Overcome Anxiety and Migraines: Stress is the leading cause of headache symptoms. It’s no wonder, then, that such a high correlation exists between panic disorder and migraine headaches. Close to 60% of women and 40% of men who suffer anxiety attacks also experience chronic headaches. Learning how to stop panic attacks in their tracks is a crucial step towards overcoming anxiety, chronic migraines and other stress symptoms.
What causes panic attacks?
Panic attacks occur when your brain gets a message signaling danger, triggering the fight or flight response, which pumps adrenaline and produces increased energy, heightened senses and mental acuteness. Now, sometimes that stress response can be a life-saving mechanism. If you ever find yourself in a real emergency, such as being trapped in a burning building, that boost of energy will come in handy. But when these stress symptoms occur in the absence of any perceived danger, they can quickly escalate into a full-fledged anxiety attack, which in turn renews your feelings of panic, triggering more stress hormones, and thus continuing the vicious circle of anxiety.
How do you stop having anxiety attacks?
The only way to put an end to migraines and anxiety is to learn how to recognize and stop anxiety attacks before they spin out of control.
Listed below are 4 important skills you must learn in order to overcome panic disorder and prevent stress-induced migraine headaches:
1) Relax: Take some long, slow deep breaths. Focus on your surroundings. Know that you are safe, that there is no real threat. Imagine your comfort zone- the one place in the world where you are (almost) always content, relaxed and centered. Most of us have at least one such spot. Maybe it’s lying on your bed, flicking through a magazine? Or surrounded by family and friends around the dinner table? Even if you have to make one up, imagine your’e in your element. Picture yourself from the outside looking in, almost as a casual observer- it puts things into perspective.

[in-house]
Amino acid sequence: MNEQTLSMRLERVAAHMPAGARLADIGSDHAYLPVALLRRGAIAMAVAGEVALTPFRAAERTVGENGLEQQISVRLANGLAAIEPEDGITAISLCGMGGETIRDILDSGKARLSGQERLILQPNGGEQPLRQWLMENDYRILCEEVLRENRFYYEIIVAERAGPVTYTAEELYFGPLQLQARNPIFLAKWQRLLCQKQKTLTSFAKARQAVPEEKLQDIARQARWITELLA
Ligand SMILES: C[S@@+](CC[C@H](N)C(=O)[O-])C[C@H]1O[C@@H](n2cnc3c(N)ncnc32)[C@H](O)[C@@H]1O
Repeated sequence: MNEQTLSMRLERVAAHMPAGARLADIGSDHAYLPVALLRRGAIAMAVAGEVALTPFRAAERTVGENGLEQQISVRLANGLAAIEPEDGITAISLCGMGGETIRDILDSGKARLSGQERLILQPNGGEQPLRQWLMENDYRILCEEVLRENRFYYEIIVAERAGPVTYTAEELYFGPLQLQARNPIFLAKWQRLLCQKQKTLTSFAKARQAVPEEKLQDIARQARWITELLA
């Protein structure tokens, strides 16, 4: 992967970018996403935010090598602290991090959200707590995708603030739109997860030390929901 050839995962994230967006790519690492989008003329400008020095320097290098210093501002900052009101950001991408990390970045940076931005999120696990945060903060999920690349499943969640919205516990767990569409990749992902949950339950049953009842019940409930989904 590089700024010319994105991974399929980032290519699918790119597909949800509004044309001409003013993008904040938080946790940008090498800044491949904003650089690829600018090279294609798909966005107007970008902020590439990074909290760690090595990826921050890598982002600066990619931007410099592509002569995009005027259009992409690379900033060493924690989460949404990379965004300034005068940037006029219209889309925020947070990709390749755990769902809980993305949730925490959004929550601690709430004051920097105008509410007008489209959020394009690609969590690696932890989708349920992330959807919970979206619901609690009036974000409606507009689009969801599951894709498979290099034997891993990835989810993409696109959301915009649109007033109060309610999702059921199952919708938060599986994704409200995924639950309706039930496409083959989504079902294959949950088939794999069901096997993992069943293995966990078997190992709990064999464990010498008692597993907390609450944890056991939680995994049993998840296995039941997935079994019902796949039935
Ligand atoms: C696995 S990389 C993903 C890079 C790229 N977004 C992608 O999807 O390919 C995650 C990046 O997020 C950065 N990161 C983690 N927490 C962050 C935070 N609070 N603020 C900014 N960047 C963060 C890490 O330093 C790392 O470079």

2) Don’t allow negativity: Imagine a barrier that only allows happy, comfortable thoughts, and deflects negative thoughts. Negative messages are, I’m going crazy, everybody is watching me freak out, or when will this ever end? This is an important skill to master. If you’re alone, yell, Stop!! Not alone? Think it; send yourself a message that these feelings are all a big hoax, that there is no danger, and your body is just reacting to a sudden burst of adrenaline, which will all be over in approximately 3 minutes.
3) Use positive affirmations: Replace any fear-inducing messages or phobias with healthy, positive statements. If your fear is that you’re having a heart attack, say to yourself that no, you are not having a heart attack, and that you are only experiencing heart palpitations because of your adrenaline response. If you’ve been avoiding social engagements because you fear getting a migraine attack, give yourself permission to go to that office party, book club meeting or birthday celebration…and politely excuse yourself if you absolutely need to. Make sure that people around you know that you suffer from chronic migraines, and you’re less likely to feel guilt or embarrassment at having to turn in early.
4) Acknowledge your feelings: One of the biggest mistakes made by people who suffer from anxiety disorder is the tendency to “ban” certain feelings or ideas. They think that certain images are taboo, or crazy, and that thinking them means they will happen in real life. Example: people who say they are afraid of heights are really afraid of thinking “jump!” when they pass by an open window in a tall building. Author Dr. Claire Weekes, who has treated patients with anxiety disorder, agoraphobia, obsessive-compulsive disorder and phobias, once described a patient, a nurse who cared for newborn infants; she was suffering from severe fatigue, and worried about a thought she felt whenever she passed by an open window while holding a baby, an image of her throwing the baby out the window. The fact that she had this thought gave her anxiety attacks, even though she would never give in to the thought, just as the height-phobic individual would never actually jump. When we accept our thoughts and refuse to attach labels to them, we allow ourselves to be unaffected by them.
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